By Bradley A. Areheart. Full Text.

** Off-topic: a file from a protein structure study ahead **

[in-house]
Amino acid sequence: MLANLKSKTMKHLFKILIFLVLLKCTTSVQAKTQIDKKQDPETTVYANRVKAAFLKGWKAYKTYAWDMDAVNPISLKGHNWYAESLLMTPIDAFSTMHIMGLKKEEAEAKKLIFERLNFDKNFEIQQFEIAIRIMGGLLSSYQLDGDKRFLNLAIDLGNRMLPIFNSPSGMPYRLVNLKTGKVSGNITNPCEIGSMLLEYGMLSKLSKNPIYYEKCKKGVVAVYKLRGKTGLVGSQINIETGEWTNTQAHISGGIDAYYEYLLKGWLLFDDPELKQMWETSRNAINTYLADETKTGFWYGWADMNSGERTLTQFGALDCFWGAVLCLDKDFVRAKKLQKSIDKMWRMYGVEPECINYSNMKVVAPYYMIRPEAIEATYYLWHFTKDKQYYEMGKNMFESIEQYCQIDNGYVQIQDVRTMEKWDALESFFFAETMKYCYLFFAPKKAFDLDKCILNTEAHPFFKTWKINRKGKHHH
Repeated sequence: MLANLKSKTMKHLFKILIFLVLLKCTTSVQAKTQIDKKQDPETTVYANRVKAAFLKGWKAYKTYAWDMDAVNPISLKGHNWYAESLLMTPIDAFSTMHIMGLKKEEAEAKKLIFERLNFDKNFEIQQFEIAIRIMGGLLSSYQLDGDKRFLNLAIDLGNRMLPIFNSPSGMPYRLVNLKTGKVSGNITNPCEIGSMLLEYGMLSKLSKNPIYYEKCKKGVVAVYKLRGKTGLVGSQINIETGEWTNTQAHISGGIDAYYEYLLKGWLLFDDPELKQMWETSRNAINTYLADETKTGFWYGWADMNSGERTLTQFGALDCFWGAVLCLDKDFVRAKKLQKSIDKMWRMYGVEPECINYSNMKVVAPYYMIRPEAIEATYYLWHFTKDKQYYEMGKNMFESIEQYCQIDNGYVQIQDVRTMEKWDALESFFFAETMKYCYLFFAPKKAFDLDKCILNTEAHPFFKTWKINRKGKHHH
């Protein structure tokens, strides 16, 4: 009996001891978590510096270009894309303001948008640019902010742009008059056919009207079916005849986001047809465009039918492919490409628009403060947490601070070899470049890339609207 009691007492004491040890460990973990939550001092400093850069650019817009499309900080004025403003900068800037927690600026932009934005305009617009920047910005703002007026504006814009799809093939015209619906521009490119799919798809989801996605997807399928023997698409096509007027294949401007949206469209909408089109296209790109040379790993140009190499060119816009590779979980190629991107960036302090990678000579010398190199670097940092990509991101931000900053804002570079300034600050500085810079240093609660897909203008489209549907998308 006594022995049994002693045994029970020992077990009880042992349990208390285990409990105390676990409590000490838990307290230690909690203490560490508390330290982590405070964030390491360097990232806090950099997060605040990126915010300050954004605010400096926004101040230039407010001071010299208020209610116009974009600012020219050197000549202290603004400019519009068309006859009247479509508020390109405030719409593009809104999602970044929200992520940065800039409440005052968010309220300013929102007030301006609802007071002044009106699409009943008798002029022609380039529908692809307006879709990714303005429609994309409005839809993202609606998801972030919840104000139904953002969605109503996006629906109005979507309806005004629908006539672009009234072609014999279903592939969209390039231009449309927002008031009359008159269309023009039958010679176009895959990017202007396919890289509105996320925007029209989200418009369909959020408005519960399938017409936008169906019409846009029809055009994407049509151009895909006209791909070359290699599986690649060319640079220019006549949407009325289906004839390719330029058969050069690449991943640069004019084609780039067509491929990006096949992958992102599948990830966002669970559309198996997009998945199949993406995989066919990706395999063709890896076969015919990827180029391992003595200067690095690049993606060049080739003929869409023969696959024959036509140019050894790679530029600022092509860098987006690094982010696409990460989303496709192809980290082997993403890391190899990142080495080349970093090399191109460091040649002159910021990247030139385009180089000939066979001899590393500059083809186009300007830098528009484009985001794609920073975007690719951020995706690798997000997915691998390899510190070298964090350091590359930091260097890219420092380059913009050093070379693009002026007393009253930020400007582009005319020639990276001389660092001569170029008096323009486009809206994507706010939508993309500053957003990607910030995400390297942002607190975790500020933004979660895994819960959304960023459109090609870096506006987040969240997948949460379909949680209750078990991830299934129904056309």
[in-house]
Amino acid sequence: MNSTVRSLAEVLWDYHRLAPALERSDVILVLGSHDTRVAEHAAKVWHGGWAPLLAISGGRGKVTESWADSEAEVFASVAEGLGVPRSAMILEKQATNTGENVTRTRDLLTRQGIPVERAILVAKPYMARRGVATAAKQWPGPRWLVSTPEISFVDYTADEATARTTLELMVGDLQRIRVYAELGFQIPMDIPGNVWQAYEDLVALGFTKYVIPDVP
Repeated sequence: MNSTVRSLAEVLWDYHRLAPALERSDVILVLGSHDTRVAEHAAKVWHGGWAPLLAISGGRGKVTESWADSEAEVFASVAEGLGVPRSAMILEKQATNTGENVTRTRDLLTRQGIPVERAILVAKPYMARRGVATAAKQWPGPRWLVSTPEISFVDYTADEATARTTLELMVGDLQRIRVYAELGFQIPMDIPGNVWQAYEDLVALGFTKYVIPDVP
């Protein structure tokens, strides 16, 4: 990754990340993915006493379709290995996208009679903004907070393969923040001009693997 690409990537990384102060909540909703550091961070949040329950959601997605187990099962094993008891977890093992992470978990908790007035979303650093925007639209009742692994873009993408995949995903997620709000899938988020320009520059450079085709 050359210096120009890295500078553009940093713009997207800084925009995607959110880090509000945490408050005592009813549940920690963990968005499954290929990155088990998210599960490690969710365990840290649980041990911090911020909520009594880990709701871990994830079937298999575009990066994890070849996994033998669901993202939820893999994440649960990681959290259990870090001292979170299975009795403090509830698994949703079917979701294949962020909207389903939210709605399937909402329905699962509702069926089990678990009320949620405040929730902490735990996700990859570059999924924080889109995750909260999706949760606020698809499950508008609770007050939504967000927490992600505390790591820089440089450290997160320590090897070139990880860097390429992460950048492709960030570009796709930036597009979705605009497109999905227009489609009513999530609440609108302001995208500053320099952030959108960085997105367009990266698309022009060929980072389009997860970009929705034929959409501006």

Despite eighty years of governmental interventions, the legal system has proven ill-equipped to address workplace discrimination. Potential plaintiffs are reluctant to file discrimination claims for a host of social and economic reasons, and the relatively few who do file face steep structural barriers. This Article argues that the most promising way to curb workplace discrimination is not through amending statutes or trying to change the behavior of individual bad actors; instead, we must modify the workplace itself. Specifically, this Article argues that Organizational Justice—a theory empirically grounded in behavioral science—provides novel guidance for how to proactively restructure workplace policies around the principles of fairness and equity. This Article further claims, based upon empirical evidence, that Organizational Justice can do the work of antidiscrimination by: (1) decreasing discrimination in the first place, (2) moderating the effects of discrimination, and (3) increasing internal reporting of harassment and discrimination. Finally, this Article provides insights for how to design policies that promote both actual justice and perceptions of justice in the workplace.